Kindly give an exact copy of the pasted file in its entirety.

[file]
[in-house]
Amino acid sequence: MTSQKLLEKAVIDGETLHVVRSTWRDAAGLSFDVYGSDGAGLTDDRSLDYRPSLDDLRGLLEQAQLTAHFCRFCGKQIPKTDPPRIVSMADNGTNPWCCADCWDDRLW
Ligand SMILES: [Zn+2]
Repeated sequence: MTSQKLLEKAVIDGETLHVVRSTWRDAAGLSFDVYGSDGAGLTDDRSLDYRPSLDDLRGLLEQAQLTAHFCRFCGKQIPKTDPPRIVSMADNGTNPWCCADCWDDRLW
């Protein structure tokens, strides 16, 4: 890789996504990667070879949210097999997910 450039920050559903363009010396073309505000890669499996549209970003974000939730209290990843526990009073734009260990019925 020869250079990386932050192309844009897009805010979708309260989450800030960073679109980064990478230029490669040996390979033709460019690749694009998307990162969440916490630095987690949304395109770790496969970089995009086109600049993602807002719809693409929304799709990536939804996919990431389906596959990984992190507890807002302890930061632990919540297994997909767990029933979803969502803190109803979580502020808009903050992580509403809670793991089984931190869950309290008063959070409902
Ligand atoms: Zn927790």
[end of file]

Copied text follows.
[in-house]
Amino acid sequence: MTSQKLLEKAVIDGETLHVVRSTWRDAAGLSFDVYGSDGAGLTDDRSLDYRPSLDDLRGLLEQAQLTAHFCRFCGKQIPKTDPPRIVSMADNGTNPWCCADCWDDRLW
Ligand SMILES: [Zn+2]
Repeated sequence: MTSQKLLEKAVIDGETLHVVRSTWRDAAGLSFDVYGSDGAGLTDDRSLDYRPSLDDLRGLLEQAQLTAHFCRFCGKQIPKTDPPRIVSMADNGTNPWCCADCWDDRLW
């Protein structure tokens, strides 16, 4: 890789996504990667070879949210097999997910 450039920050559903363009010396073309505000890669499996549209970003974000939730209290990843526990009073734009260990019925 020869250079990386932050192309844009897009805010979708309260989450800030960073679109980064990478230029490669040996390979033709460019690749694009998307990162969440916490630095987690949304395109770790496969970089995009086109600049993602807002719809693409929304799709990536939804996919990431389906596959990984992190507890807002302890930061632990919540297994997909767990029933979803969502803190109803979580502020808009903050992580509403809670793991089984931190869950309290008063959070409902
Ligand atoms: Zn927790």